But this is a really welcome development. I hope the investigation is as transparent as the reports to MSNBC and CNN have been in the last day.
Update: Now CNN has retracted this story, with the following notice.
The CNN Wire has killed the story slugged US-WikiLeaks-Manning-1 that moved at 2:47 p.m. due to new information. The military spokesman identified in the story says there is no investigation into the decision to put Bradley Manning on suicide watch.
I’ve put a screen cap of the original story up top.
The government has admitted to MSNBC that the Brig Commander at Quantico improperly put Bradley Manning on suicide watch last week.
The officials told NBC News, however, that a U.S. Marine commander did violate procedure when he placed Manning on “suicide watch” last week.
Military officials said Brig Commander James Averhart did not have the authority to place Manning on suicide watch for two days last week, and that only medical personnel are allowed to make that call.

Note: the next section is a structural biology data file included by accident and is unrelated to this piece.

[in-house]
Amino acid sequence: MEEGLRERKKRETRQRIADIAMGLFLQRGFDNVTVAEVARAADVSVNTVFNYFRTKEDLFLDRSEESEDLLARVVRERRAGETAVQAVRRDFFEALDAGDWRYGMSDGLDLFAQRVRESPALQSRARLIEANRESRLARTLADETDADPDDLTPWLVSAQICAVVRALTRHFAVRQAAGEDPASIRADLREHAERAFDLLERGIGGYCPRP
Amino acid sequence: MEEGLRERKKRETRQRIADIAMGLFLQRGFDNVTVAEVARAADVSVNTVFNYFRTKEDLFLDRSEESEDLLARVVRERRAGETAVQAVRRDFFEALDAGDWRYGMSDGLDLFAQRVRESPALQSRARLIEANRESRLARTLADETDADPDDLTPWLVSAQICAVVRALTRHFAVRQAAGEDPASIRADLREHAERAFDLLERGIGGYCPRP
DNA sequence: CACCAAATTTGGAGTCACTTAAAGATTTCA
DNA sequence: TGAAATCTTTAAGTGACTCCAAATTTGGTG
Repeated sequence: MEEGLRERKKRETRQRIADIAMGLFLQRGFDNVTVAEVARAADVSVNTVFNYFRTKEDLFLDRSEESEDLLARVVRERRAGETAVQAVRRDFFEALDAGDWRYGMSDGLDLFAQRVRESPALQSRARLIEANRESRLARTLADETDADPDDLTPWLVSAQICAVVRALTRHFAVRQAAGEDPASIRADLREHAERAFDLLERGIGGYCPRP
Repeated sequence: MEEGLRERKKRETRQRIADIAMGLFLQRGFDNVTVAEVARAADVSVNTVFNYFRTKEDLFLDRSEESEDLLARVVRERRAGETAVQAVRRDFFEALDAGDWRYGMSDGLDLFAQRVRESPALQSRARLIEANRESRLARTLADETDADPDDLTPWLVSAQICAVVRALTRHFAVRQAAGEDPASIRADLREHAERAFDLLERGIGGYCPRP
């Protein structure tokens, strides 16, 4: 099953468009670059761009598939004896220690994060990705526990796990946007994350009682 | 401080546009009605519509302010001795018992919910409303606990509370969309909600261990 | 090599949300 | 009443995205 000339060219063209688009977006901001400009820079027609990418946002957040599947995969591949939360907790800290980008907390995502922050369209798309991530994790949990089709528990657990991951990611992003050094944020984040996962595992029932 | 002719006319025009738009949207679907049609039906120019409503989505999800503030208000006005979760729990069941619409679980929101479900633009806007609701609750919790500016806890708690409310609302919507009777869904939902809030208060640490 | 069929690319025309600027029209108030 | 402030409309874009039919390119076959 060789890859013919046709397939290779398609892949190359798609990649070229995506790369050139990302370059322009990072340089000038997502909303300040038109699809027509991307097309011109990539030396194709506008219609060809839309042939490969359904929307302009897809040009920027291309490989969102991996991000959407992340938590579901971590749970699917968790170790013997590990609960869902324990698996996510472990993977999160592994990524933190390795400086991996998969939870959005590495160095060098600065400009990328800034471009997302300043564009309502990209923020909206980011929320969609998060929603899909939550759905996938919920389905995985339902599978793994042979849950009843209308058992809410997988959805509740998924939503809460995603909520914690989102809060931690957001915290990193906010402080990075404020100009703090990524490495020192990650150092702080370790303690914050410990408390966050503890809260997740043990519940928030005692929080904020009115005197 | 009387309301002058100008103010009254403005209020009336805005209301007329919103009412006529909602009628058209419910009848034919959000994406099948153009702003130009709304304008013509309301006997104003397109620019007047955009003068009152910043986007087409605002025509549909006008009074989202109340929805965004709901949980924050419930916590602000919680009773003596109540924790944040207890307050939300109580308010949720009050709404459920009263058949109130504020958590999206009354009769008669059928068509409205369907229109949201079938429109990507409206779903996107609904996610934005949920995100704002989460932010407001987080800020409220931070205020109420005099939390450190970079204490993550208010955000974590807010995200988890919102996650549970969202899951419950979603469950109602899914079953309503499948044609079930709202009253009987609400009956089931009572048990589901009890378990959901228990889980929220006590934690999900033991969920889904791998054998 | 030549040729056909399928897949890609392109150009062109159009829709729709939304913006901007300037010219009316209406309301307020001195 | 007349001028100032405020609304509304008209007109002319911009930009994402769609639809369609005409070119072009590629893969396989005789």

The official said that after Manning had allegedly failed to follow orders from his Marine guards. Averhart declared Manning a “suicide risk.” Manning was then placed on suicide watch, which meant he was confined to his cell, stripped of most of his clothing and deprived of his reading glasses — anything that Manning could use to harm himself. At the urging of U.S. Army lawyers, Averhart lifted the suicide watch.
So Manning allegedly fails to follow an order and the Brig Commander decides he loses his glasses and is stripped of his clothing?
Remember, Manning has not been convicted of anything yet.
The rest of the article describes that the government has been unable to link Manning to Julian Assange. Maybe that’s why they took his glasses away.
Update: This certainly puts the events from Quantico yesterday in a different light. According to MSNBC, government lawyers realized last week Manning had been improperly treated. By preventing David House from visiting Manning yesterday, they made sure that he wouldn’t have confirmation of that from Manning directly. But since Jane and David’s comments said they’d be back next week, DOD realized they’d need to ‘fess up themselves.